A new emergency department at Johnson Memorial Health in Franklin is seeing its first patients. The project is part of an overall $42 million investment that also includes new areas for outpatient services, physical therapy and orthopedics. Hospital leaders say the new ER was desperately needed to keep pace with community needs in the state’s third fastest-growing county.
In an interview with Business of Health Reporter Kylie Veleta, Johnson Memorial Chief Executive Officer Dr. David Dunkle said the hospital had to make a last minute change due to the pandemic.
“We were supposed to open in January of this year but there were some delays, which (with) a project that size isn’t unprecedented,” said Dunkle. “As COVID began to hit in early March, we were still quite some time from being done with the complete project. We originally were going to finish the lab area first, then medical imaging, then the ER. But we kind of talked about the fact that if we diverted all of resources just to the emergency department, could we get this area up and running but not as an emergency department, but as a COVID unit. And we did that.”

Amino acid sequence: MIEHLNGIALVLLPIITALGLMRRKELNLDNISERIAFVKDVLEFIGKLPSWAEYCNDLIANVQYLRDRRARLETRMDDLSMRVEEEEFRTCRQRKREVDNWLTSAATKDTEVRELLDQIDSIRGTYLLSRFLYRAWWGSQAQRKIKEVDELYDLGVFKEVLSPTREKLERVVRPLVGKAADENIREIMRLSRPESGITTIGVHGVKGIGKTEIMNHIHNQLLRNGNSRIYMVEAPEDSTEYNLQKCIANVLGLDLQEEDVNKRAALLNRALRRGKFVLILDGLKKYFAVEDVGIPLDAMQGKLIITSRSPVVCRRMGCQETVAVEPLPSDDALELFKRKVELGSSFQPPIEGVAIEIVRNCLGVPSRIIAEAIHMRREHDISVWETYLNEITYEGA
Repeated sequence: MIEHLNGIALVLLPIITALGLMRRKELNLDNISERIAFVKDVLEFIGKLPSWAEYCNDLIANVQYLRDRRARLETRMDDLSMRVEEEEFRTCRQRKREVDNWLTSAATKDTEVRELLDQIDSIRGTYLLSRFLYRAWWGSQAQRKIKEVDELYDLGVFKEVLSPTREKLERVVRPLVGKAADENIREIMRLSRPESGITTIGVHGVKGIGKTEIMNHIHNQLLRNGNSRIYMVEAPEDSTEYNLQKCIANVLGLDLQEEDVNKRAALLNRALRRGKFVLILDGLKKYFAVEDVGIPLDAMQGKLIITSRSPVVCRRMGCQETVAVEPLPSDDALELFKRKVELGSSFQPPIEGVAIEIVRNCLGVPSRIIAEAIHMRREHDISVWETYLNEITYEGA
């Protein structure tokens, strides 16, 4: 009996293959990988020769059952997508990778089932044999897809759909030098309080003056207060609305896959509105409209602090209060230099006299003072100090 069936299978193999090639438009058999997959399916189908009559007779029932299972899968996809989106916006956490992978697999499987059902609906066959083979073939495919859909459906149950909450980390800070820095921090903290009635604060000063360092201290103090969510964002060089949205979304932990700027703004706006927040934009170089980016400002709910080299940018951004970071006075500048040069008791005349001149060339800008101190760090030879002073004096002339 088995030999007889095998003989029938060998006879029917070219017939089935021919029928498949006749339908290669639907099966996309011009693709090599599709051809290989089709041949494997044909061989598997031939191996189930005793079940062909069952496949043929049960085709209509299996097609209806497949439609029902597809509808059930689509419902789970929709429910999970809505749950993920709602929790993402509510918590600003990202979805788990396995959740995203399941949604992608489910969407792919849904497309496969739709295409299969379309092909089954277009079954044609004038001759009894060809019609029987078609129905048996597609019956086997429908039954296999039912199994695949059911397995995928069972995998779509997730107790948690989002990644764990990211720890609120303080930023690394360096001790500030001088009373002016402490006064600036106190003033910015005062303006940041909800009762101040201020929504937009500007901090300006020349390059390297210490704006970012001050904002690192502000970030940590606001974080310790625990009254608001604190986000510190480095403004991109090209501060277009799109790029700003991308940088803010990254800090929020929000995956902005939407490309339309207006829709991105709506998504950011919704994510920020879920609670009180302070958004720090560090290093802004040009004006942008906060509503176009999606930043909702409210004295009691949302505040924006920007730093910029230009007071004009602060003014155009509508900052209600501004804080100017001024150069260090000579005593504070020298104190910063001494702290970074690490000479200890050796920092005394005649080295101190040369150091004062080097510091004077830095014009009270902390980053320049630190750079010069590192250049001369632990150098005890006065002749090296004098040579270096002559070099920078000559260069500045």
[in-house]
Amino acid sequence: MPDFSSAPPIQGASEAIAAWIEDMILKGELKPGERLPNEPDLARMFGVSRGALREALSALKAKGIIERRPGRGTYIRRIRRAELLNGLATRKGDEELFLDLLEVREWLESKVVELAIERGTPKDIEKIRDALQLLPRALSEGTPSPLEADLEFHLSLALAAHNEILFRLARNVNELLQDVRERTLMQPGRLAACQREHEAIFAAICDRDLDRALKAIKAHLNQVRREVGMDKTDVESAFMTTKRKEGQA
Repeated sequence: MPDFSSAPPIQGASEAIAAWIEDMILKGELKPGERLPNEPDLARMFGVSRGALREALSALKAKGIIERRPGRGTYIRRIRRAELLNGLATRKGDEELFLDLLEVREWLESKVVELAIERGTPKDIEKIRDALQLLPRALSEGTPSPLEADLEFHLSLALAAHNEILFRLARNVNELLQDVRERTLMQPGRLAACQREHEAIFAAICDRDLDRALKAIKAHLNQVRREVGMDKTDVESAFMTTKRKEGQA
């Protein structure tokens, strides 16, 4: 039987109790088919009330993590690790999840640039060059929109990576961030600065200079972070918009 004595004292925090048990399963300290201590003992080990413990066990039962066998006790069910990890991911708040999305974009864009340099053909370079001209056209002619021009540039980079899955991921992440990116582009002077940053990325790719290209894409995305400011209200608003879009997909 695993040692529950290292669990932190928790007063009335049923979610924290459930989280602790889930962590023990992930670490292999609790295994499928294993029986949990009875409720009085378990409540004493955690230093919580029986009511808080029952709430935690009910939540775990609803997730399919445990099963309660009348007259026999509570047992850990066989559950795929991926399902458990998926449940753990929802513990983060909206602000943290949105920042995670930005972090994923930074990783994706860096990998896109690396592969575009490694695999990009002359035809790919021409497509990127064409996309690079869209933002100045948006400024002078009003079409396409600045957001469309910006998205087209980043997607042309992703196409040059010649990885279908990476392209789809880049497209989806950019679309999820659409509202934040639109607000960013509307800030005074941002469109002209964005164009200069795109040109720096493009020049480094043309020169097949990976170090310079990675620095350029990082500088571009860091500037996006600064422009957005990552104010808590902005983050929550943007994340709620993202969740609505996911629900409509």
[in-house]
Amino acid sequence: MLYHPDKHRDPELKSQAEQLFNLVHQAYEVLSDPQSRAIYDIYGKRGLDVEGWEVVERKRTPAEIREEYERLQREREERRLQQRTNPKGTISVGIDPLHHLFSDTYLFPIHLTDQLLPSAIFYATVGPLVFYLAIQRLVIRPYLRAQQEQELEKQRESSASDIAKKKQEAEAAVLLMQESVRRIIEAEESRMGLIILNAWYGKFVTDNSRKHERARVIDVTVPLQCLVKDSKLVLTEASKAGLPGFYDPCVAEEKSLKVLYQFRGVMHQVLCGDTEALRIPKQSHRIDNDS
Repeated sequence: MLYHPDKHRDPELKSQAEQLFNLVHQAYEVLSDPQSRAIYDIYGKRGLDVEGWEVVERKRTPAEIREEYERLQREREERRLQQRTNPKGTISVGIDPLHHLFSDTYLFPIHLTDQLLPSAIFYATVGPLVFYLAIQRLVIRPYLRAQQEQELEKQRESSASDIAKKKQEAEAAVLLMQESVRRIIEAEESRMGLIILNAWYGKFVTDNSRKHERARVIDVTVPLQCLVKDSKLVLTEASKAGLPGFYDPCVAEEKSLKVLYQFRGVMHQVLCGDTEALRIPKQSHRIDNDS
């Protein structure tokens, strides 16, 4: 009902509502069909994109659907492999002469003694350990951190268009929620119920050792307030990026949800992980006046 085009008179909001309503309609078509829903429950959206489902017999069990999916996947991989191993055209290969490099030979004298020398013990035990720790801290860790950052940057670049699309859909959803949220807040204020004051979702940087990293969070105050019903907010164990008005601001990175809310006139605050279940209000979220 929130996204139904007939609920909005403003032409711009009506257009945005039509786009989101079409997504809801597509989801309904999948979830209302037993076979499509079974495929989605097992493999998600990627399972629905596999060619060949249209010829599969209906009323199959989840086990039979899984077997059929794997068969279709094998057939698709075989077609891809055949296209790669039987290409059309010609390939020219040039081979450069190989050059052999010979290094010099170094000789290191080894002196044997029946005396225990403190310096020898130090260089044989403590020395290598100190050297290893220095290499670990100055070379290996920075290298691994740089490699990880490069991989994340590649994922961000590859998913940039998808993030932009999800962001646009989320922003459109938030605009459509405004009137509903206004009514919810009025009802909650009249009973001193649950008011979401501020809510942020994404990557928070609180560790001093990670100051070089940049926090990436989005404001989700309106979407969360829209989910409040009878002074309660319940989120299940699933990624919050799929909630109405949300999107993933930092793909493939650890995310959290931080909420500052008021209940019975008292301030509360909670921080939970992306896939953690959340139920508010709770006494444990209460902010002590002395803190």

Dunkle says the effort allowed the emergency department to care for up to 25 COVID patients at one time in an isolated area, away from the main hospital with a different air handling system.
“It put people at ease because if you remember back in March, we didn’t know as much about COVID as we do now and people were afraid.”
Dunkle says a major goal for the health system was to keep care local and the growth the city of Franklin and all of Johnson County was putting a strain on healthcare for the community.
“We did a study back in 2016 with consultants who really talked about how the county was growing. And basically they said the hospital facilities weren’t big enough to keep up with the population growth. We really did not want people to leave our area and to have confidence that we could meet their needs.”
The hospital has partnered with Boone County Emergency Medicine to staff and manage the new ER. Dunkle says it has been important to intelligently invest in the hospital’s growth, even when margins are slim, especially for smaller hospitals.
“We’ve been very fiscally responsible for many years. We saved a lot money before building this project. We didn’t rely on tax dollars. So with margins being small, we do have to look at what’s the best things we can invest in.”